The simple way (1913) PDF book by Laozi

The simple way (1913) PDF book by Laozi 

The simple way

In introducing to the public the Third Edition of Laotze's " Simple Way," the writer begs to express his appreciation of the favourable reception accorded to this translation of the celebrated work of the Chinese sage and desires to take the opportunity to offer a few brief comments on the precise meaning of the title of the work, which appears to have led in certain instances to some misapprehension. A great deal has been heard of in late years about the Simple Life, which everybody appears to advocate and nobody follows out. 

Some laudable attempts have been made to get into closer touch with Nature by a few enthusiasts who have sought to extort her secret by systematically prodding her bare body with dibble, fork and spade, displaying thus considerable liveliness and not a little simplicity, but wholly failing either to make life simple or to attain to the simple life. 

This was inevitable; for the Way, the Truth and the Life that are simple are not to be compassed by Small Holdings and a Manual of Husbandry. The House-bondman may tend the root of our bodily needs, but he does not touch the complex of our higher and wider life. Yet it is in relation to our principles of life rather than our common activities that the Simple Life gains its greatest meaning and value. The Simple Life is not always the Simple Way. Indeed it is no Way at all if it does not lead to the end in view; and that end, I take it, is the ennobling of individual character, the raising of our standards of equity, and the strengthen- ing of the bonds of fellowship on the common basis of our humanity. If the lone furrow leads to this end, let us follow it out to its length. If the potato patch embraces the higher needs of the race, by all means, let us cultivate it.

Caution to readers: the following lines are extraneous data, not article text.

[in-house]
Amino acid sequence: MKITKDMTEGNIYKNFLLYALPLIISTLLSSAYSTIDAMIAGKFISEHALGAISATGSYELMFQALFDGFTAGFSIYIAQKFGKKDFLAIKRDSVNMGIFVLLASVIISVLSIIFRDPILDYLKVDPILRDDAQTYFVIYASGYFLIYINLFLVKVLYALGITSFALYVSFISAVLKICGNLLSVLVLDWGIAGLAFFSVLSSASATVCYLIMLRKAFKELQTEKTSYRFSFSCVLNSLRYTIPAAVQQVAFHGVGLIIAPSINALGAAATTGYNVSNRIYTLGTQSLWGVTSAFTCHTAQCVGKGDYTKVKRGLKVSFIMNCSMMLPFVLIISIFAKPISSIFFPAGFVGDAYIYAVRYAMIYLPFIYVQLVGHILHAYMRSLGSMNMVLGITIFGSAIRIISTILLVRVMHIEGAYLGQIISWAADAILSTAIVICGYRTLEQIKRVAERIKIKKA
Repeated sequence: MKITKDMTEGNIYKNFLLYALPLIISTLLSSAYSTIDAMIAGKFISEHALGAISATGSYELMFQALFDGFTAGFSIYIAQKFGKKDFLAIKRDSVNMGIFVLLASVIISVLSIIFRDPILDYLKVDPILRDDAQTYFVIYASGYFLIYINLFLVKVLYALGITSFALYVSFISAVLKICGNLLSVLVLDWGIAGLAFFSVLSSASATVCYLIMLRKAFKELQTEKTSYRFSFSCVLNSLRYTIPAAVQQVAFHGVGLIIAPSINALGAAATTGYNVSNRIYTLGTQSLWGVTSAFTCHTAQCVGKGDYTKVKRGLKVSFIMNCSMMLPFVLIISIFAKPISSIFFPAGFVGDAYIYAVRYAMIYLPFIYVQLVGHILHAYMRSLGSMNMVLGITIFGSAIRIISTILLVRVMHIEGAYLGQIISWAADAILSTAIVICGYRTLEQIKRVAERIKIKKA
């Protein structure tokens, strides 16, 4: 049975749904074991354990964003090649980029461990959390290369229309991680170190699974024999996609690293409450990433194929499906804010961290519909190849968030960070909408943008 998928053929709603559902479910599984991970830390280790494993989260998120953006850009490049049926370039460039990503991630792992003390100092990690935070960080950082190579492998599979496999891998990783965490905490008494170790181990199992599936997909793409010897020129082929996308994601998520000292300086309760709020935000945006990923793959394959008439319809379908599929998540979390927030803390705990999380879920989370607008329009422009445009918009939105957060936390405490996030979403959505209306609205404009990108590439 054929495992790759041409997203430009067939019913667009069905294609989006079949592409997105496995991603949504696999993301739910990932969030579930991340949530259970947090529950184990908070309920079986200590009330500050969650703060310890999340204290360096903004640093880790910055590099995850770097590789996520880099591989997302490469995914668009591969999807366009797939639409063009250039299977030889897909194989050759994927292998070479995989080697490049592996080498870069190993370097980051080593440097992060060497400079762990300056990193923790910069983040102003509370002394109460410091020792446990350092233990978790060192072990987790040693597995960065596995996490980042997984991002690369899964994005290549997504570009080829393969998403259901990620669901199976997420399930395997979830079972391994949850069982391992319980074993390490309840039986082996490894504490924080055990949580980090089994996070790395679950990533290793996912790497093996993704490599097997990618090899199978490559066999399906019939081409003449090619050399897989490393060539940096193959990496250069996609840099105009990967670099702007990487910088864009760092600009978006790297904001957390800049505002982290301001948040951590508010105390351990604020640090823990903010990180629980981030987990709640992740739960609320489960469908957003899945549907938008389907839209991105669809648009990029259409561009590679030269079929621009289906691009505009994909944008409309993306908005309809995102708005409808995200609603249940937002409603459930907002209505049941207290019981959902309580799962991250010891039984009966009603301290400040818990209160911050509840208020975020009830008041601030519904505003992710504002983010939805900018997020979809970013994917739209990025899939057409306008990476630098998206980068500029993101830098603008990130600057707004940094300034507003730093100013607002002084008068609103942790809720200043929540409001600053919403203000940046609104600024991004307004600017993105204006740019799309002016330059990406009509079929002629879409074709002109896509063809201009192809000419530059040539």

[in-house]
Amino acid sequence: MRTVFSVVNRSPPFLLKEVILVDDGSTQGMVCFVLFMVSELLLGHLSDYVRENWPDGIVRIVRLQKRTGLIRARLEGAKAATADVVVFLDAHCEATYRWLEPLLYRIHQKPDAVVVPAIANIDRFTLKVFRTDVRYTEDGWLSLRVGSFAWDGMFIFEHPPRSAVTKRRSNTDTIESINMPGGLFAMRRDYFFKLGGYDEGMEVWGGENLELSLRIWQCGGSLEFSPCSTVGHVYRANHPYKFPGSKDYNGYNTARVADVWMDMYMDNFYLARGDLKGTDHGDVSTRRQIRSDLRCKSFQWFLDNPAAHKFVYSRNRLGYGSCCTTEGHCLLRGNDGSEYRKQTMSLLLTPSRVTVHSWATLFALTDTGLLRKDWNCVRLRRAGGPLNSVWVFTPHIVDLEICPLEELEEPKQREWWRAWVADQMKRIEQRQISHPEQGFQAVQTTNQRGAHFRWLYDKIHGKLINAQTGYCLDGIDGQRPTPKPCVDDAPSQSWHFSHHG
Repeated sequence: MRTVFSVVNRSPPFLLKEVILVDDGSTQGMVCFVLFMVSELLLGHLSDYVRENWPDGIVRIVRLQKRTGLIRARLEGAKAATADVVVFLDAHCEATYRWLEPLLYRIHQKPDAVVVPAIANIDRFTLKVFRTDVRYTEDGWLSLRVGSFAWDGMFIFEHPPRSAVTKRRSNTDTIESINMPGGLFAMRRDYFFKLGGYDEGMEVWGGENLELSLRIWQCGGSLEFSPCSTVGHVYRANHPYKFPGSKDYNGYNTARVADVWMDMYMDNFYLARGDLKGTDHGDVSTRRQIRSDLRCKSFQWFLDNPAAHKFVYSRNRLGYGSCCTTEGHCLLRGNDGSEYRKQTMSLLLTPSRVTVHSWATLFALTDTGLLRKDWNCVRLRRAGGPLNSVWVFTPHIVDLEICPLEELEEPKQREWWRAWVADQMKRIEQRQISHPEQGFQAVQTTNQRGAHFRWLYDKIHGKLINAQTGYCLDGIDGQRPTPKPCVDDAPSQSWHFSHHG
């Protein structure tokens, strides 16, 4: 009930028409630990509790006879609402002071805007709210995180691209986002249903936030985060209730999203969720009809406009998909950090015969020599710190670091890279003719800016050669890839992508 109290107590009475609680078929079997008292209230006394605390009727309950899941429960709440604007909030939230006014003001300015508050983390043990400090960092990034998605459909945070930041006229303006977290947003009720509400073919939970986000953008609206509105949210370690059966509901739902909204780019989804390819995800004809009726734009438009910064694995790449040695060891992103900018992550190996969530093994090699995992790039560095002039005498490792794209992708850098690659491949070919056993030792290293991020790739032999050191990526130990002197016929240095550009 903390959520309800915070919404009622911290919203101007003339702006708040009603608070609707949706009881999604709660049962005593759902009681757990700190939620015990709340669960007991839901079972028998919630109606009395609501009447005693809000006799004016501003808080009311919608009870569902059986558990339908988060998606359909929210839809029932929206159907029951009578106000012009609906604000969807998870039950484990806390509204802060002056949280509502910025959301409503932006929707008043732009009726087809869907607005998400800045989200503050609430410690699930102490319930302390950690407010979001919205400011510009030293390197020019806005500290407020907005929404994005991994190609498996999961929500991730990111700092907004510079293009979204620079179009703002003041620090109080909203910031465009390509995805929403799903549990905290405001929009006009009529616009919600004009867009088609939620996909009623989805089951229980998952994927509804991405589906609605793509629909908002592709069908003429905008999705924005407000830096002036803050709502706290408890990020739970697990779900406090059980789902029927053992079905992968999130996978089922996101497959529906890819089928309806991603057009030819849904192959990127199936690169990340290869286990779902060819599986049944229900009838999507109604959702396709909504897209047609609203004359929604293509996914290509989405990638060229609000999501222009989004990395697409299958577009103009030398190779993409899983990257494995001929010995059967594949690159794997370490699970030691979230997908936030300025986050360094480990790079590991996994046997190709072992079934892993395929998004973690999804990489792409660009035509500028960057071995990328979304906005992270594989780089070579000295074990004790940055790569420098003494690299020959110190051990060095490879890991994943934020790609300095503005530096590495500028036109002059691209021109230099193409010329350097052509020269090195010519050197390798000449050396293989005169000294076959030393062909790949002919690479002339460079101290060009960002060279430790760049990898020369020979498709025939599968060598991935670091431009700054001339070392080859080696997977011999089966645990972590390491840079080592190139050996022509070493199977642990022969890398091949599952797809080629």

But I think that all such efforts may be more properly regarded as effects rather than causes of in- dividual evolution, and as applied to the race at large they will be found to play none but an insignificant part in a true system of economics. If they loom large in the imagination of certain enthusiasts and social reformers, it is chiefly from lack of a proper perspective. 

Life is not rendered simple by studious regard to the time and nature of our meals. If men eat because they are hungry they should eat only when they are hungry and take only such foods as an answer to the challenge of the sentinel palate. It is possible to imagine the alimentary canal as possessing the significance of a fire escape, and even to invest it with the merits of a spiritual mediator by an over strict regard to the mathematics of nutritive values, and yet at the same time to render life more complex than we already find it. That salvation does not lie that way is evident from the teaching of Christ. 

That it is not the Tao is certain, for as Laotze says: Why all this straining after effect .? The swan is white without daily washing itself and the raven does not renew its colour daily. Yet the original integrity of black and white is beyond the reach of argument.

Lao Tzu, also rendered as Laozi and Lao-Tze, was an ancient Chinese philosopher and writer. He is the reputed author of the Tao Te Ching, the founder of philosophical Taoism, and a deity in religious Taoism and traditional Chinese religions.

Publishing company: London: William Rider

Download PDF book - 3.6 MB

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